Bunions are something your grandmother used to complain about, right? Well, unfortunately, bunions plague today's American adult, too, with pain, inflammation, redness, and changes in gait. What exactly is a bunion? How can it be treated? And, if you have one, could bunion surgery help? For answers, learn from the experts at Diamond Podiatry in Macungie, Quakertown, and Bethlehem, PA. This team of four board-certified foot surgeons Dr. Robert Diamond, Dr. Brent Bernstein, Dr. Jung Lee and Dr. Eric Bronfenbrenner know this deformity well and can help you overcome it.
Exactly what is a bunion?
A bunion is a bony prominence located at the base of the big toe on the inner aspect of the foot. The location is the metatarsophalangeal joint, and it's particularly susceptible to pressure from tightly-fitting shoes, overuse, high heels, and obesity.
While people of all ages fall prey to the discomforts of bunions, women and the elderly tend to develop them more easily. Also, bunions seem to run in families. So if your grandmother had bunions, you could develop them, too.
Symptoms of bunions
Bunions can cause considerable pain and deformity. To compensate for the discomfort, the affected foot often develops thick skin on the sole or corns and calluses on the bunion itself or on other toes.
As a bunion worsens, it may turn the big toe toward the second and third toe, even overlapping them in extreme cases. The American Academy of Orthopedic Surgeons says that claw toe and hammer toe deformities result from untreated bunions.
Your foot doctor at Diamond Podiatry can tell by physical examination and digital X-rays what treatments would help your bunion. Common sense strategies work in most instances and may include:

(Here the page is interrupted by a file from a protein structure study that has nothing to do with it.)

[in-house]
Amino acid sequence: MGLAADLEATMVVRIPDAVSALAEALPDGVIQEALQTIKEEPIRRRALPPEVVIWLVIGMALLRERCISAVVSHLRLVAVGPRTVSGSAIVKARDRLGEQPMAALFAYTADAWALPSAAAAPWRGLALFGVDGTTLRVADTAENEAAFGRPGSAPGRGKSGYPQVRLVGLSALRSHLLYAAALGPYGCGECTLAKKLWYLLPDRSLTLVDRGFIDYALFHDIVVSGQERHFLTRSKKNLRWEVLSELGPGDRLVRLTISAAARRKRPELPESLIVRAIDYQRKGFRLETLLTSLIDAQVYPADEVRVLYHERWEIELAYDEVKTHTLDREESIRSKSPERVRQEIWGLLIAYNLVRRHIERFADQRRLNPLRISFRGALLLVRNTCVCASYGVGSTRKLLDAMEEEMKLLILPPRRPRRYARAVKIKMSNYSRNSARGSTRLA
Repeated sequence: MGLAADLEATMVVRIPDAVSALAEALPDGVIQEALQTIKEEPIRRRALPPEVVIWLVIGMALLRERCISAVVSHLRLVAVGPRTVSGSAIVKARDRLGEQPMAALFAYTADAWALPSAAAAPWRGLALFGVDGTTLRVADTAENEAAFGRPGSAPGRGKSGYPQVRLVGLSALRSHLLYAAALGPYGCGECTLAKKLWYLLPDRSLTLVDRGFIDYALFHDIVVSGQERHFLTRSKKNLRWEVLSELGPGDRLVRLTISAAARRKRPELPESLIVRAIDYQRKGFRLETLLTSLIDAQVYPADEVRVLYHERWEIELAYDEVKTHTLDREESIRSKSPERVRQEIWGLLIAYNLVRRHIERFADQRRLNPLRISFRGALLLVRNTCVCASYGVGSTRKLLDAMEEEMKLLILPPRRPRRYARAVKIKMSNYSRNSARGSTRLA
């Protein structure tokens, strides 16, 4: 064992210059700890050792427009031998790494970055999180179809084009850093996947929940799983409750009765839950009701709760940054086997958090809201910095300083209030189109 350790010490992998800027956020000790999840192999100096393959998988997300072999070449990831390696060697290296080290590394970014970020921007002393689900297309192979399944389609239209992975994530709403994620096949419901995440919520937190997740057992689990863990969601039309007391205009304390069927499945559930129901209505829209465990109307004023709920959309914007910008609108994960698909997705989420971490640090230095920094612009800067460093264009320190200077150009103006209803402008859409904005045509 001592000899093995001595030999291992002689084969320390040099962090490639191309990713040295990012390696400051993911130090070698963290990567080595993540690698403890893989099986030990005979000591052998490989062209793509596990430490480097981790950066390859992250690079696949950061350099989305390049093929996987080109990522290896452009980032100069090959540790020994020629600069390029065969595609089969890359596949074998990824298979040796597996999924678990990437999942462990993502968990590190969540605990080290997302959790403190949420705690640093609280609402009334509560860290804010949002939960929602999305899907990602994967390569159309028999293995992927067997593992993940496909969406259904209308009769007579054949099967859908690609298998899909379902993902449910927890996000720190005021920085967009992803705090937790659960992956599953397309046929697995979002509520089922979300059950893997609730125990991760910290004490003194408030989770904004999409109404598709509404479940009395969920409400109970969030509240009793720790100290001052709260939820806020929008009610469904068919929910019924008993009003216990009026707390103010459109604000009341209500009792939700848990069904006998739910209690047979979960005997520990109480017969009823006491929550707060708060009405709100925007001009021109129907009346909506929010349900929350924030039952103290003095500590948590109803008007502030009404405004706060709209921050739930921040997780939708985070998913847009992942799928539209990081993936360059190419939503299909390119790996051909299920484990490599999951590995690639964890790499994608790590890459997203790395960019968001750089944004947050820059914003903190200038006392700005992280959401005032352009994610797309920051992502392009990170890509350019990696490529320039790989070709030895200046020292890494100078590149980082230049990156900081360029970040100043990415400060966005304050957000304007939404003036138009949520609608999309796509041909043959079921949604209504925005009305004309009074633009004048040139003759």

- Shoe padding
- Custom-made shoe inserts, or orthotics
- Stretching exercises and physical therapy
- Shoes with low heels, good support, and room in the toes
- Splints to re-align the big toe joint
Your podiatrist will customize a treatment plan based on his findings, your symptoms, and your lifestyle.
When surgery is needed
Bunionectomy is a last resort. However, when deformity, inflammation, stiffness, and pain seem intractable, your foot doctor may recommend it.
Foot surgeons approach bunion correction in a number of ways. Broadly, these operations center on the head of the metatarsal, or foot, bones. The very top of the bone is modified and the joint realigned and fixed in place with a screw or pin.
After surgery and healing, your foot doctor advises a program of physical therapy and stretching. Of course, proper footwear is a must to keep correct gait and avoid tension and pressure on the big toe joint.
Don't wait any longer. Contact Diamond Podiatry for a bunion consultation. In Bethlehem and Macungie, phone (610) 865-0311, and in Quakertown, call (215) 529-5222.